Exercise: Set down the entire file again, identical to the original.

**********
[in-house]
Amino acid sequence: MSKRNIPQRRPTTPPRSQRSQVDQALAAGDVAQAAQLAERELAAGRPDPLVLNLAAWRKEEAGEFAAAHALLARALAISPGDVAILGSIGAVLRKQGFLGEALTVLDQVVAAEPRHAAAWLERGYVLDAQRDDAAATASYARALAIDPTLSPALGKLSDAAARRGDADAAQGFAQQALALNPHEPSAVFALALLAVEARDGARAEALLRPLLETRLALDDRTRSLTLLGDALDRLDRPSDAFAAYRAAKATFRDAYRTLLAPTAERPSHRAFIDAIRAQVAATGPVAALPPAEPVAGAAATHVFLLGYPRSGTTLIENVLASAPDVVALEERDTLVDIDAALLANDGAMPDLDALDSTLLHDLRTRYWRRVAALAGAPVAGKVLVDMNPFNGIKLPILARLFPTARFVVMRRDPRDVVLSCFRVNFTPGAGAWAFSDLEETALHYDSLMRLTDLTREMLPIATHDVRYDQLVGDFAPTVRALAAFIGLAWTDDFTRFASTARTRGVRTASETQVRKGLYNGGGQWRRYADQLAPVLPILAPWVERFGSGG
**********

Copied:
[in-house]
Amino acid sequence: MSKRNIPQRRPTTPPRSQRSQVDQALAAGDVAQAAQLAERELAAGRPDPLVLNLAAWRKEEAGEFAAAHALLARALAISPGDVAILGSIGAVLRKQGFLGEALTVLDQVVAAEPRHAAAWLERGYVLDAQRDDAAATASYARALAIDPTLSPALGKLSDAAARRGDADAAQGFAQQALALNPHEPSAVFALALLAVEARDGARAEALLRPLLETRLALDDRTRSLTLLGDALDRLDRPSDAFAAYRAAKATFRDAYRTLLAPTAERPSHRAFIDAIRAQVAATGPVAALPPAEPVAGAAATHVFLLGYPRSGTTLIENVLASAPDVVALEERDTLVDIDAALLANDGAMPDLDALDSTLLHDLRTRYWRRVAALAGAPVAGKVLVDMNPFNGIKLPILARLFPTARFVVMRRDPRDVVLSCFRVNFTPGAGAWAFSDLEETALHYDSLMRLTDLTREMLPIATHDVRYDQLVGDFAPTVRALAAFIGLAWTDDFTRFASTARTRGVRTASETQVRKGLYNGGGQWRRYADQLAPVLPILAPWVERFGSGG